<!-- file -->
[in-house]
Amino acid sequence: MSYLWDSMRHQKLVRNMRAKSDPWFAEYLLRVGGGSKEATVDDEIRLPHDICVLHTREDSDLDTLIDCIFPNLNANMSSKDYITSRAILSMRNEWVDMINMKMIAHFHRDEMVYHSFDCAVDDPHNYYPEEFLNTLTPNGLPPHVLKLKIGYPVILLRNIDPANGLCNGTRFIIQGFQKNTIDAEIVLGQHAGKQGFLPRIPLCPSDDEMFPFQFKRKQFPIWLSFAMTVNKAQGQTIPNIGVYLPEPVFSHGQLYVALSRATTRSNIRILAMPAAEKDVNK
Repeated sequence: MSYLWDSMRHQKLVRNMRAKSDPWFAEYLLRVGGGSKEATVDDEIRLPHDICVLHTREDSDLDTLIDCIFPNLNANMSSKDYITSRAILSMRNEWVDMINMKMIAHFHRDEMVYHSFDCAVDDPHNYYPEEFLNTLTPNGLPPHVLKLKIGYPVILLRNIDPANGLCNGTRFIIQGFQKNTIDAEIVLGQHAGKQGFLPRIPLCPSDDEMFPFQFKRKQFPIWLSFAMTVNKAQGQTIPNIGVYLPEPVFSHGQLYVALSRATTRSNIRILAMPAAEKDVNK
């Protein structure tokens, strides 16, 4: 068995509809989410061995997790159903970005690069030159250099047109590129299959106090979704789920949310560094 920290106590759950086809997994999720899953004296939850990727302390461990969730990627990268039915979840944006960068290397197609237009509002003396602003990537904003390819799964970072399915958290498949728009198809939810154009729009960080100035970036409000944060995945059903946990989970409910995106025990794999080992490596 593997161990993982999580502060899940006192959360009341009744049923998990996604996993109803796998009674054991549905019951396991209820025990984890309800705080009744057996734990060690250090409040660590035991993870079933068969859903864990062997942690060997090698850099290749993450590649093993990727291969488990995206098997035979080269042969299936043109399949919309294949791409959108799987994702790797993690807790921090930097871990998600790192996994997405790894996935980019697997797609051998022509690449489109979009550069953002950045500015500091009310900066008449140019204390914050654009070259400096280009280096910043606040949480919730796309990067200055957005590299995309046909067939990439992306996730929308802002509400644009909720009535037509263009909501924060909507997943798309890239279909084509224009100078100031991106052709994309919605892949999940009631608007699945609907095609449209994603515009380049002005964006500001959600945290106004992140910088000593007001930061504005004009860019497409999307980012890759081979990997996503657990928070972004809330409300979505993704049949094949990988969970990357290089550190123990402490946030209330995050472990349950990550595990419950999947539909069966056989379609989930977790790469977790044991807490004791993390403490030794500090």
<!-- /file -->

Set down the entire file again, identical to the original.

[in-house]
Amino acid sequence: MSYLWDSMRHQKLVRNMRAKSDPWFAEYLLRVGGGSKEATVDDEIRLPHDICVLHTREDSDLDTLIDCIFPNLNANMSSKDYITSRAILSMRNEWVDMINMKMIAHFHRDEMVYHSFDCAVDDPHNYYPEEFLNTLTPNGLPPHVLKLKIGYPVILLRNIDPANGLCNGTRFIIQGFQKNTIDAEIVLGQHAGKQGFLPRIPLCPSDDEMFPFQFKRKQFPIWLSFAMTVNKAQGQTIPNIGVYLPEPVFSHGQLYVALSRATTRSNIRILAMPAAEKDVNK
Repeated sequence: MSYLWDSMRHQKLVRNMRAKSDPWFAEYLLRVGGGSKEATVDDEIRLPHDICVLHTREDSDLDTLIDCIFPNLNANMSSKDYITSRAILSMRNEWVDMINMKMIAHFHRDEMVYHSFDCAVDDPHNYYPEEFLNTLTPNGLPPHVLKLKIGYPVILLRNIDPANGLCNGTRFIIQGFQKNTIDAEIVLGQHAGKQGFLPRIPLCPSDDEMFPFQFKRKQFPIWLSFAMTVNKAQGQTIPNIGVYLPEPVFSHGQLYVALSRATTRSNIRILAMPAAEKDVNK
């Protein structure tokens, strides 16, 4: 068995509809989410061995997790159903970005690069030159250099047109590129299959106090979704789920949310560094 920290106590759950086809997994999720899953004296939850990727302390461990969730990627990268039915979840944006960068290397197609237009509002003396602003990537904003390819799964970072399915958290498949728009198809939810154009729009960080100035970036409000944060995945059903946990989970409910995106025990794999080992490596 593997161990993982999580502060899940006192959360009341009744049923998990996604996993109803796998009674054991549905019951396991209820025990984890309800705080009744057996734990060690250090409040660590035991993870079933068969859903864990062997942690060997090698850099290749993450590649093993990727291969488990995206098997035979080269042969299936043109399949919309294949791409959108799987994702790797993690807790921090930097871990998600790192996994997405790894996935980019697997797609051998022509690449489109979009550069953002950045500015500091009310900066008449140019204390914050654009070259400096280009280096910043606040949480919730796309990067200055957005590299995309046909067939990439992306996730929308802002509400644009909720009535037509263009909501924060909507997943798309890239279909084509224009100078100031991106052709994309919605892949999940009631608007699945609907095609449209994603515009380049002005964006500001959600945290106004992140910088000593007001930061504005004009860019497409999307980012890759081979990997996503657990928070972004809330409300979505993704049949094949990988969970990357290089550190123990402490946030209330995050472990349950990550595990419950999947539909069966056989379609989930977790790469977790044991807490004791993390403490030794500090």